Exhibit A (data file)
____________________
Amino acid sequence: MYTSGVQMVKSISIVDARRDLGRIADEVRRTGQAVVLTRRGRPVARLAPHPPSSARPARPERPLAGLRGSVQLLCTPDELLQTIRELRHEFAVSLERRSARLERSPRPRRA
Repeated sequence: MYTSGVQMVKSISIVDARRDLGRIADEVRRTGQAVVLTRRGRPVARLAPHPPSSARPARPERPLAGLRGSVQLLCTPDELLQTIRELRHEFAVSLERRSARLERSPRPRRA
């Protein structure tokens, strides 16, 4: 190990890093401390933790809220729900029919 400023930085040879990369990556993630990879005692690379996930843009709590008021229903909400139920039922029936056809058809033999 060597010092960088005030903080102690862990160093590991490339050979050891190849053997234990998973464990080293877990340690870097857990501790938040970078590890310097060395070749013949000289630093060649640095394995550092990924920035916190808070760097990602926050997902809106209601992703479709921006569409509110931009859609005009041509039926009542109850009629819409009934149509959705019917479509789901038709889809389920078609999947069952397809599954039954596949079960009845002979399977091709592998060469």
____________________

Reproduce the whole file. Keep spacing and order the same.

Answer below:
Amino acid sequence: MYTSGVQMVKSISIVDARRDLGRIADEVRRTGQAVVLTRRGRPVARLAPHPPSSARPARPERPLAGLRGSVQLLCTPDELLQTIRELRHEFAVSLERRSARLERSPRPRRA
Repeated sequence: MYTSGVQMVKSISIVDARRDLGRIADEVRRTGQAVVLTRRGRPVARLAPHPPSSARPARPERPLAGLRGSVQLLCTPDELLQTIRELRHEFAVSLERRSARLERSPRPRRA
């Protein structure tokens, strides 16, 4: 190990890093401390933790809220729900029919 400023930085040879990369990556993630990879005692690379996930843009709590008021229903909400139920039922029936056809058809033999 060597010092960088005030903080102690862990160093590991490339050979050891190849053997234990998973464990080293877990340690870097857990501790938040970078590890310097060395070749013949000289630093060649640095394995550092990924920035916190808070760097990602926050997902809106209601992703479709921006569409509110931009859609005009041509039926009542109850009629819409009934149509959705019917479509789901038709889809389920078609999947069952397809599954039954596949079960009845002979399977091709592998060469």